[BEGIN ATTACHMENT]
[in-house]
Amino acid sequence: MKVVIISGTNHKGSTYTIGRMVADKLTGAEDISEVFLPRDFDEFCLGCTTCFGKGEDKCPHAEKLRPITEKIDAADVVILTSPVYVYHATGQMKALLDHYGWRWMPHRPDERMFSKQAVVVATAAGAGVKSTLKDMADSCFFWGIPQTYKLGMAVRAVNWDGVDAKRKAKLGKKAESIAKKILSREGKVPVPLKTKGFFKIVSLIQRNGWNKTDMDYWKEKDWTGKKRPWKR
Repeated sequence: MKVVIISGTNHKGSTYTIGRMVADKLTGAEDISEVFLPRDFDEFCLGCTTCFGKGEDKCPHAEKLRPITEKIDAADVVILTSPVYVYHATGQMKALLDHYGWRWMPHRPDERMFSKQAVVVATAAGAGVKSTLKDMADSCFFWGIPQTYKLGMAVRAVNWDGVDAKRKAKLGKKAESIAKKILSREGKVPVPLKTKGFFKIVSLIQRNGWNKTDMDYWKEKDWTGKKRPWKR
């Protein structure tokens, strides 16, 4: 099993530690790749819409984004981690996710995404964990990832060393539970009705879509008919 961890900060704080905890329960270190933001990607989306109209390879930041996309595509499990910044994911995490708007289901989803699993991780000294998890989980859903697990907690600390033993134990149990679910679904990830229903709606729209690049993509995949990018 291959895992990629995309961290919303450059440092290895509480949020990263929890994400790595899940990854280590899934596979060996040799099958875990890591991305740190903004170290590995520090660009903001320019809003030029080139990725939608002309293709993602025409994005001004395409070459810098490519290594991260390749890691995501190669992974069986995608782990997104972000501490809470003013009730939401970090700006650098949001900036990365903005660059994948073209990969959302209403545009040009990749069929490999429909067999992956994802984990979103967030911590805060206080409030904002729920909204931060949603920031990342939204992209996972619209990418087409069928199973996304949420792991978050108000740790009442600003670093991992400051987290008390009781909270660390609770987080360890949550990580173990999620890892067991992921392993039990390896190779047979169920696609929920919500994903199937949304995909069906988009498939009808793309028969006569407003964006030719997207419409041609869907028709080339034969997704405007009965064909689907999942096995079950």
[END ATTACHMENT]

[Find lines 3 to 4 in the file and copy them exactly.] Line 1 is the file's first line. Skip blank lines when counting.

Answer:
Repeated sequence: MKVVIISGTNHKGSTYTIGRMVADKLTGAEDISEVFLPRDFDEFCLGCTTCFGKGEDKCPHAEKLRPITEKIDAADVVILTSPVYVYHATGQMKALLDHYGWRWMPHRPDERMFSKQAVVVATAAGAGVKSTLKDMADSCFFWGIPQTYKLGMAVRAVNWDGVDAKRKAKLGKKAESIAKKILSREGKVPVPLKTKGFFKIVSLIQRNGWNKTDMDYWKEKDWTGKKRPWKR
């Protein structure tokens, strides 16, 4: 099993530690790749819409984004981690996710995404964990990832060393539970009705879509008919 961890900060704080905890329960270190933001990607989306109209390879930041996309595509499990910044994911995490708007289901989803699993991780000294998890989980859903697990907690600390033993134990149990679910679904990830229903709606729209690049993509995949990018 291959895992990629995309961290919303450059440092290895509480949020990263929890994400790595899940990854280590899934596979060996040799099958875990890591991305740190903004170290590995520090660009903001320019809003030029080139990725939608002309293709993602025409994005001004395409070459810098490519290594991260390749890691995501190669992974069986995608782990997104972000501490809470003013009730939401970090700006650098949001900036990365903005660059994948073209990969959302209403545009040009990749069929490999429909067999992956994802984990979103967030911590805060206080409030904002729920909204931060949603920031990342939204992209996972619209990418087409069928199973996304949420792991978050108000740790009442600003670093991992400051987290008390009781909270660390609770987080360890949550990580173990999620890892067991992921392993039990390896190779047979169920696609929920919500994903199937949304995909069906988009498939009808793309028969006569407003964006030719997207419409041609869907028709080339034969997704405007009965064909689907999942096995079950």